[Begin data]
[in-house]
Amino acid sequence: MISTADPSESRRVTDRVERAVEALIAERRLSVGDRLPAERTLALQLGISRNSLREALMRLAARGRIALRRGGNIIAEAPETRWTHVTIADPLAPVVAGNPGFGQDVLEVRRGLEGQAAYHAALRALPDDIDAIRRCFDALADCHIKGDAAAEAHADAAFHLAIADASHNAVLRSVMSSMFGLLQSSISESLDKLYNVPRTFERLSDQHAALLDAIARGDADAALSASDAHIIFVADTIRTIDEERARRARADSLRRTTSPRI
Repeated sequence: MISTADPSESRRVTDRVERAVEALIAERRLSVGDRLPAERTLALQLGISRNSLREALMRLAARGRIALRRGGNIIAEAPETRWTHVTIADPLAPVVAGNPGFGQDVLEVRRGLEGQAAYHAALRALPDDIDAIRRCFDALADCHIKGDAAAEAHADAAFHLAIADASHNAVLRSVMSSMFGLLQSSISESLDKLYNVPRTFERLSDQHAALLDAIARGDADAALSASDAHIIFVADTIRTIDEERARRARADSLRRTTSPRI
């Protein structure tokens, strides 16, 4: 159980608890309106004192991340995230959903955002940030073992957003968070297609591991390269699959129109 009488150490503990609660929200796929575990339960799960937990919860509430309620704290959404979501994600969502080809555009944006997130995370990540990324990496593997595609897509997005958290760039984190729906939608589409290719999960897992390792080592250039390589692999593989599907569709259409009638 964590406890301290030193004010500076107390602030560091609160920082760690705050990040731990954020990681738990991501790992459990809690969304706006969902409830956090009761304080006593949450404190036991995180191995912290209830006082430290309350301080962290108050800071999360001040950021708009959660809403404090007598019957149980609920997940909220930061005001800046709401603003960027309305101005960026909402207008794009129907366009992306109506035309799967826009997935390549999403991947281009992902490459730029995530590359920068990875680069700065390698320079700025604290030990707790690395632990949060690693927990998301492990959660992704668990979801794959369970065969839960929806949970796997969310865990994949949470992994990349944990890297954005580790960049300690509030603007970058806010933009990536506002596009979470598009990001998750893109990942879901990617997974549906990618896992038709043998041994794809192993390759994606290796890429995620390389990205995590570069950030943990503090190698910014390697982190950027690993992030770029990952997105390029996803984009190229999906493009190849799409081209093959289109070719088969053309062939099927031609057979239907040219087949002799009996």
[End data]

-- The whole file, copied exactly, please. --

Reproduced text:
[in-house]
Amino acid sequence: MISTADPSESRRVTDRVERAVEALIAERRLSVGDRLPAERTLALQLGISRNSLREALMRLAARGRIALRRGGNIIAEAPETRWTHVTIADPLAPVVAGNPGFGQDVLEVRRGLEGQAAYHAALRALPDDIDAIRRCFDALADCHIKGDAAAEAHADAAFHLAIADASHNAVLRSVMSSMFGLLQSSISESLDKLYNVPRTFERLSDQHAALLDAIARGDADAALSASDAHIIFVADTIRTIDEERARRARADSLRRTTSPRI
Repeated sequence: MISTADPSESRRVTDRVERAVEALIAERRLSVGDRLPAERTLALQLGISRNSLREALMRLAARGRIALRRGGNIIAEAPETRWTHVTIADPLAPVVAGNPGFGQDVLEVRRGLEGQAAYHAALRALPDDIDAIRRCFDALADCHIKGDAAAEAHADAAFHLAIADASHNAVLRSVMSSMFGLLQSSISESLDKLYNVPRTFERLSDQHAALLDAIARGDADAALSASDAHIIFVADTIRTIDEERARRARADSLRRTTSPRI
């Protein structure tokens, strides 16, 4: 159980608890309106004192991340995230959903955002940030073992957003968070297609591991390269699959129109 009488150490503990609660929200796929575990339960799960937990919860509430309620704290959404979501994600969502080809555009944006997130995370990540990324990496593997595609897509997005958290760039984190729906939608589409290719999960897992390792080592250039390589692999593989599907569709259409009638 964590406890301290030193004010500076107390602030560091609160920082760690705050990040731990954020990681738990991501790992459990809690969304706006969902409830956090009761304080006593949450404190036991995180191995912290209830006082430290309350301080962290108050800071999360001040950021708009959660809403404090007598019957149980609920997940909220930061005001800046709401603003960027309305101005960026909402207008794009129907366009992306109506035309799967826009997935390549999403991947281009992902490459730029995530590359920068990875680069700065390698320079700025604290030990707790690395632990949060690693927990998301492990959660992704668990979801794959369970065969839960929806949970796997969310865990994949949470992994990349944990890297954005580790960049300690509030603007970058806010933009990536506002596009979470598009990001998750893109990942879901990617997974549906990618896992038709043998041994794809192993390759994606290796890429995620390389990205995590570069950030943990503090190698910014390697982190950027690993992030770029990952997105390029996803984009190229999906493009190849799409081209093959289109070719088969053309062939099927031609057979239907040219087949002799009996």